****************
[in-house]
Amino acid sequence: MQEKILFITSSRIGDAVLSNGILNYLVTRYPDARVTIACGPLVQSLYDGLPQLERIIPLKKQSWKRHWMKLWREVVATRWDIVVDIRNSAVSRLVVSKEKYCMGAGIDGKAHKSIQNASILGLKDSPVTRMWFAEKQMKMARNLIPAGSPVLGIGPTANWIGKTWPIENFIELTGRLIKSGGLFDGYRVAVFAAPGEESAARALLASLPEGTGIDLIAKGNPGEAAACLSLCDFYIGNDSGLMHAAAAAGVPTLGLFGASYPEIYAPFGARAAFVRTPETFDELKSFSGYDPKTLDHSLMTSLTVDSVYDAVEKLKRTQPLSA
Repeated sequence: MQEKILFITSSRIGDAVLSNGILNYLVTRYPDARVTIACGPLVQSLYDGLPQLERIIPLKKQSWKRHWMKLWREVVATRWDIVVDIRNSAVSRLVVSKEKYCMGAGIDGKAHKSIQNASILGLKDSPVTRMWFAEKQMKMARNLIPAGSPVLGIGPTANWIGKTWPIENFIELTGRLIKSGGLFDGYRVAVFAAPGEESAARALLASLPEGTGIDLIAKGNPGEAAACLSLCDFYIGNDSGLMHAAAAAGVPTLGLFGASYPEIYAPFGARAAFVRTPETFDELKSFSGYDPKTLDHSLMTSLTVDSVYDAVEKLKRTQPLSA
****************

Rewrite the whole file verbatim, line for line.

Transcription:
[in-house]
Amino acid sequence: MQEKILFITSSRIGDAVLSNGILNYLVTRYPDARVTIACGPLVQSLYDGLPQLERIIPLKKQSWKRHWMKLWREVVATRWDIVVDIRNSAVSRLVVSKEKYCMGAGIDGKAHKSIQNASILGLKDSPVTRMWFAEKQMKMARNLIPAGSPVLGIGPTANWIGKTWPIENFIELTGRLIKSGGLFDGYRVAVFAAPGEESAARALLASLPEGTGIDLIAKGNPGEAAACLSLCDFYIGNDSGLMHAAAAAGVPTLGLFGASYPEIYAPFGARAAFVRTPETFDELKSFSGYDPKTLDHSLMTSLTVDSVYDAVEKLKRTQPLSA
Repeated sequence: MQEKILFITSSRIGDAVLSNGILNYLVTRYPDARVTIACGPLVQSLYDGLPQLERIIPLKKQSWKRHWMKLWREVVATRWDIVVDIRNSAVSRLVVSKEKYCMGAGIDGKAHKSIQNASILGLKDSPVTRMWFAEKQMKMARNLIPAGSPVLGIGPTANWIGKTWPIENFIELTGRLIKSGGLFDGYRVAVFAAPGEESAARALLASLPEGTGIDLIAKGNPGEAAACLSLCDFYIGNDSGLMHAAAAAGVPTLGLFGASYPEIYAPFGARAAFVRTPETFDELKSFSGYDPKTLDHSLMTSLTVDSVYDAVEKLKRTQPLSA